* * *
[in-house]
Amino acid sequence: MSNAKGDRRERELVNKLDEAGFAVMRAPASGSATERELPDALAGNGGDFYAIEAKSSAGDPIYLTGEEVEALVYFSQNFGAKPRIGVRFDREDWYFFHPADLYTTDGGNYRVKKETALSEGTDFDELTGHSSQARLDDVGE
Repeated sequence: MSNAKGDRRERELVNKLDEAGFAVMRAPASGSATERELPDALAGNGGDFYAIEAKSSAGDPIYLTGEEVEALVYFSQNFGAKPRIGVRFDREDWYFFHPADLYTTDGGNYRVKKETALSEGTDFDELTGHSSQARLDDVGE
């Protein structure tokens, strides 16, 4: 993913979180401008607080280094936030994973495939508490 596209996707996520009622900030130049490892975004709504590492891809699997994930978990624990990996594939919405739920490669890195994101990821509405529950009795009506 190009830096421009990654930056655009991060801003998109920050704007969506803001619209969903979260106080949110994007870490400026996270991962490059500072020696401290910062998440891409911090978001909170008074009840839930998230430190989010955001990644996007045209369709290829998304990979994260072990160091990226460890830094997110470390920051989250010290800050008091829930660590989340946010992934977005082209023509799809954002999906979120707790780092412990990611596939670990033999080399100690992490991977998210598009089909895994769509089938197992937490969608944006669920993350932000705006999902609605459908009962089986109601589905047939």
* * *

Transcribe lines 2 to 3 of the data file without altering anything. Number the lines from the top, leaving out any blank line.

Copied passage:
Amino acid sequence: MSNAKGDRRERELVNKLDEAGFAVMRAPASGSATERELPDALAGNGGDFYAIEAKSSAGDPIYLTGEEVEALVYFSQNFGAKPRIGVRFDREDWYFFHPADLYTTDGGNYRVKKETALSEGTDFDELTGHSSQARLDDVGE
Repeated sequence: MSNAKGDRRERELVNKLDEAGFAVMRAPASGSATERELPDALAGNGGDFYAIEAKSSAGDPIYLTGEEVEALVYFSQNFGAKPRIGVRFDREDWYFFHPADLYTTDGGNYRVKKETALSEGTDFDELTGHSSQARLDDVGE